Category Archives: Amber Jewelry

Collectible Amber

Sometimes pieces of amber have what are called inclusions in them. Inclusions refer to the bits of organic material, such as twigs, leaves or, often, insects that were trapped in resin by the flowing tree sap millions and millions years ago. These objects are perfectly preserved in their lustrous prison, and they have provided a window to the past for the scientists and amber-lovers alike. The inclusions only add to the infinite variety that characterizes amber. Continue reading

How to Spot Fake Amber

Ah Amber, it’s in such high demand that often people will try to sell fakes! The nerve of some people. There are even cases of people drilling holes in the fake amber, putting an insect, or in some cases even a frog or a lizard in the replica stone, and then filling it back up, and claiming its a rare piece of amber with a wonderful specimen trapped inside it. It’s not easy to distinguish real amber from fakes, but we have some tests you can preform, and hints to help you along the way. Continue reading

Interesting Notes on the Gemstone Amber

static electricity

  • Did you know that amber stones can hold a static electric charge? It’s true! Some even say that amber’s ability to do this helps amber stones transform negative energy into positive energy just by wearing it on your body.
  • Amber is created from plant material, unlike minerals. The only other precious stones that are not mineral in origin are pearl, diamond, jet, and coral.
  • Did you know that Amber has been made into teething necklaces for babies for hundreds of years? Amber’s natural acids and oils produce an analgesic pain reliever when worn against the skin. Continue reading

Bet You Did Not Know These Facts About Baltic Amber…

The Fascinating World of Amber

Its allure is obvious, its charm is unmistakable, its appeal is widespread, and its beauty is unmistakable, but still what exactly is amber? Why do people hold it so dear to their hearts, what’s the big deal? Read on, and you’ll find yourself immersed in the story of this natural wonder– be careful though, for just like the insects in our special collection of amber with natural inclusions, you may just find yourself trapped in a world of amber!

How Amber Is Created Continue reading

How is Amber Formed? Well Here’s Where You Find Out!

Amber has a humble roots – literally! It comes from an organic source: trees! This is why you may have heard the term “organic gemstone” thrown around when discussing amber. (However unlike other things that have an organic label, we’re not going to charge an arm and a leg for it :) ) Amber is actually formed from the resin of trees; this resin becomes fossilized over millions of years if the right conditions are met. Most often amber comes from pine trees. In this picture Tim the tree is just relaxing and having a good time …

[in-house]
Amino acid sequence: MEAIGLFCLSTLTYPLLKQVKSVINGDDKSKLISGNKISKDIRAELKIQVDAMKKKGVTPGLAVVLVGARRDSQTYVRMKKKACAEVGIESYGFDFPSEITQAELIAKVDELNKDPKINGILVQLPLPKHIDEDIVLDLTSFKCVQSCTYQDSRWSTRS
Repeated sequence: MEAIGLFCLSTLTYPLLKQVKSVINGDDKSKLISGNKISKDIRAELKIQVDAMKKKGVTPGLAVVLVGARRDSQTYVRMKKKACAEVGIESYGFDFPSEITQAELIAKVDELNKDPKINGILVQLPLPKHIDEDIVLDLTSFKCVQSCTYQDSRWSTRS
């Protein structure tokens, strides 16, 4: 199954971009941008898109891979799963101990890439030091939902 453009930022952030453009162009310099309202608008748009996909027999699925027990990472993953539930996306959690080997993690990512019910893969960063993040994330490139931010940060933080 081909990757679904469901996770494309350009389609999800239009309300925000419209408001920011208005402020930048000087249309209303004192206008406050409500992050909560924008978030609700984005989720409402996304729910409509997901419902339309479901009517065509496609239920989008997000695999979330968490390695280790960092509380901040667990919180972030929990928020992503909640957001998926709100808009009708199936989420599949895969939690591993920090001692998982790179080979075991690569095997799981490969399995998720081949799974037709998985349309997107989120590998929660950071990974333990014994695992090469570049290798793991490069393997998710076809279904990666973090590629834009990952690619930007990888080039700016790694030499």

Continue reading

Is this amber real – determining whether amber is a fake

Ah Amber, it’s in such high demand that often people will try to sell fakes! The nerve of some people. There are even cases of people drilling holes in the fake amber, putting an insect, or in some cases even a frog or a lizard in the replica stone, and then filling it back up, and claiming its a rare piece of amber with a wonderful specimen trapped inside it. It’s not easy to distinguish real amber from fakes, but we have some tests you can preform, and hints to help you along the way.

The first, and most common test to preform is the buoyancy test. This only works on the amber stone, so if it is attached to silver, or any other kind of material, it will not give accurate results. The test is simple enough however – take two tablespoons of salt, dissolve in eight ounces of water, and drop the amber stone in question in the solution, if the “amber” sinks well we’re sorry, but that’s not real amber. Real amber will float

If you’re worried that your “amber” stone may just be a plastic replica, a taste test is a good way to distinguish the two. Gently clean your amber, and give it a quick taste, natural amber should give off no unpleasant or distinct taste, however its plastic imitations will give off the noticeable taste of chemicals.

Amber is a good conductor of static electricity. If you have a piece of velvet rub the amber swiftly and rapidly against it until the amber is warm to the touch. Then place the stone over a tissue lying flat on the surface, the amber stone should attract the tissue – if it is real that is.

There are plenty of ways to test amber out there, but these are some of the ones we feel most comfortable with. Shop with ease at The Russian Store, as we’ve yet to find an imitation among our selection of amber jewelry!

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